At last, we get to the end of the story of my adventures with Velveeta fudge. In Parts 1 and 2 of this story, I told you how I came by the recipe, and how I eventually felt some obligation to make this fudge. Today I'll let you know the results of this kitchen experiment.
I really had no idea of what Velveeta fudge would taste like. Cheesy? My first taste was cautious. First thought: This is not bad.
I took another taste, and detected a sort of tangy aftertaste to a nice, nutty fudge. At first, I thought that aftertaste was due to the cheese product in the recipe. It took me a couple of minutes to identify it as powdered milk taste. You know that slightly strange taste that powdered milk has? That was the aftertaste. I had used a cheap store-brand powdered milk. Maybe a different brand wouldn't have that taste.
The funny thing was, after all that build-up and anticipation, I couldn't taste the Velveeta at all. My daughter tried it and pronounced it “pretty good for fudge that has cheese in it. " When my husband and son came home, we let them sample the fudge without telling them the secret ingredient. My son found it delicious and was put off for only a minute or two when he learned what was in it. My husband thought it was tasty too.
The lesson here is that those recipes that have outrageous ingredients in them really do work sometimes. Now I'm going to try that spice cake recipe that uses a can of tomato soup, and then that one that calls for sauerkraut, and then. . . . .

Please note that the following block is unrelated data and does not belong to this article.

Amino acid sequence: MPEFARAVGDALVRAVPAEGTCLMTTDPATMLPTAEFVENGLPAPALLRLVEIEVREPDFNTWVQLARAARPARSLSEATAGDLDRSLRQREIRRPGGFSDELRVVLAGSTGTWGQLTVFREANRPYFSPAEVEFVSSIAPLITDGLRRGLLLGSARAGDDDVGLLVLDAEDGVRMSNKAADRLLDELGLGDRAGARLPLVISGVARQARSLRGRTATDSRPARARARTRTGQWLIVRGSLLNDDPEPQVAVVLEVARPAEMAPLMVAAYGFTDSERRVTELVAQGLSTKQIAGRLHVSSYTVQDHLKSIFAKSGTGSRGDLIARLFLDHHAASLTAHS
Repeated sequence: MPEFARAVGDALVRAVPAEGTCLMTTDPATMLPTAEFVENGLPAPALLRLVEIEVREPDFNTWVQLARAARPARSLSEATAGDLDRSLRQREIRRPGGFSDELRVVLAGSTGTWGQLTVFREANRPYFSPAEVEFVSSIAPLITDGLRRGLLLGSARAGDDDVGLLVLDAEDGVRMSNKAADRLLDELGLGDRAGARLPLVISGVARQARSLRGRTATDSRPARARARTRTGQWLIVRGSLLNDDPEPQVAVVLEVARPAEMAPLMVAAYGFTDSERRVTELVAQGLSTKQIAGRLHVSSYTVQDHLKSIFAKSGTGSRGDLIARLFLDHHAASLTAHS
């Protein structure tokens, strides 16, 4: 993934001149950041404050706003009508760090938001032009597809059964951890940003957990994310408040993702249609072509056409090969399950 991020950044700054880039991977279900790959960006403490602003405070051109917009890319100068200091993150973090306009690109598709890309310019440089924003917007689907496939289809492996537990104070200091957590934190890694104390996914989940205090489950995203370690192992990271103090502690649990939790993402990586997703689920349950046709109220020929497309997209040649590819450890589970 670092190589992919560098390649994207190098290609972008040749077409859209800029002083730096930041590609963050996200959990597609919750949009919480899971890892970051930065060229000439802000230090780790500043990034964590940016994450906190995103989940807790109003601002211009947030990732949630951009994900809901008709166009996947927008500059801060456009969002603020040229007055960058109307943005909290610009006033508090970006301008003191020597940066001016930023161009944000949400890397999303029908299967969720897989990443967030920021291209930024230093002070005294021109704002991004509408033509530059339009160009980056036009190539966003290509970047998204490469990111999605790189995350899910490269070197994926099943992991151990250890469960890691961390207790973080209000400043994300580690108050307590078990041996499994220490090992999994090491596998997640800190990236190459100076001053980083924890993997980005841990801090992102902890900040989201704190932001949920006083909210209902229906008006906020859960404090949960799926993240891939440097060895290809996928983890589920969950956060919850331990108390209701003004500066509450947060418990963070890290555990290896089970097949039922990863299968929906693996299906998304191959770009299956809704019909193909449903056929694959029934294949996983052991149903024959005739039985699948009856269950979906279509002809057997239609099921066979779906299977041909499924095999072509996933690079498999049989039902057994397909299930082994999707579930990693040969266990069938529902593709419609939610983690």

Here's the recipe for Velveeta fudge. Please resist the urge to say “you'll never guess what's in it!" Believe me, people don't want to know.
1 cup (2 sticks) butter, softened
8 ounces pasteurized process cheese, Velveeta, cubed
1 1/2 pounds confectioners’ sugar, about 5 cups unsifted
1/2 cup unsweetened cocoa
1/2 cup non-fat dry milk
2 teaspoons vanilla extract
2 cups coarsely chopped pecans or walnuts
In a large saucepan over medium heat butter and cheese cubes together, stirring frequently; remove from heat. Sift together confectioners’ sugar and cocoa; add to cheese, mixing well. Stir in non-fat dry milk, vanilla and nuts. Turn into a 9x9x2-inch pan; chill until firm and cut into squares.
Makes about 3 pounds.
Barbara O'Brien is an author, cook and mother of two young chefs. To get more Velveeta recipes, visit Velveeta...Exposed . Barbara also encourages adults and children to explore cooking and nutrition together. For more information, visit Kids-Cook.com